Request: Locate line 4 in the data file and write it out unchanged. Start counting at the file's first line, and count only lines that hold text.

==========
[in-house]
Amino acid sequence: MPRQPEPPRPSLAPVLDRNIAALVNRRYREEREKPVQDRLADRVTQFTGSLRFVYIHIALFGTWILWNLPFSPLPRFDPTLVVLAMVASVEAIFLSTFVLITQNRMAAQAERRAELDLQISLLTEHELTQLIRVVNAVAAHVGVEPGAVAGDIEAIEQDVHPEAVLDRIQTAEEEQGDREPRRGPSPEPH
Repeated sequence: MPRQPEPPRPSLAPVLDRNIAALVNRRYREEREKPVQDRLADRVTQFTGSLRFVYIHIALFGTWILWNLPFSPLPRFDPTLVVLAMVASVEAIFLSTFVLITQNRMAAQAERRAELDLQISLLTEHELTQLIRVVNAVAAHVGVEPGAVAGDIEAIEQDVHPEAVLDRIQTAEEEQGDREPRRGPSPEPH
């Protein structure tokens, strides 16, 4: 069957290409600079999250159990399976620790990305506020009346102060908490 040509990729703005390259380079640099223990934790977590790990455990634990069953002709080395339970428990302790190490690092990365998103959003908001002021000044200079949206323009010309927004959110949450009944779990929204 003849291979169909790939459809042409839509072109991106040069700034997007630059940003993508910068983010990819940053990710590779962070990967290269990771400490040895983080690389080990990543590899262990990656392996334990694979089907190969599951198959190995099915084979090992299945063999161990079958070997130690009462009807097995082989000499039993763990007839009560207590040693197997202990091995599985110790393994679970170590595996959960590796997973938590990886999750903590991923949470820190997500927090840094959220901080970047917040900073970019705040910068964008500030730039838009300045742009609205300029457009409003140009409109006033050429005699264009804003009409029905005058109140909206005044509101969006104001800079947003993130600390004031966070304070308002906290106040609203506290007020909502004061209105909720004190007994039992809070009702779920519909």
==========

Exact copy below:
């Protein structure tokens, strides 16, 4: 069957290409600079999250159990399976620790990305506020009346102060908490 040509990729703005390259380079640099223990934790977590790990455990634990069953002709080395339970428990302790190490690092990365998103959003908001002021000044200079949206323009010309927004959110949450009944779990929204 003849291979169909790939459809042409839509072109991106040069700034997007630059940003993508910068983010990819940053990710590779962070990967290269990771400490040895983080690389080990990543590899262990990656392996334990694979089907190969599951198959190995099915084979090992299945063999161990079958070997130690009462009807097995082989000499039993763990007839009560207590040693197997202990091995599985110790393994679970170590595996959960590796997973938590990886999750903590991923949470820190997500927090840094959220901080970047917040900073970019705040910068964008500030730039838009300045742009609205300029457009409003140009409109006033050429005699264009804003009409029905005058109140909206005044509101969006104001800079947003993130600390004031966070304070308002906290106040609203506290007020909502004061209105909720004190007994039992809070009702779920519909």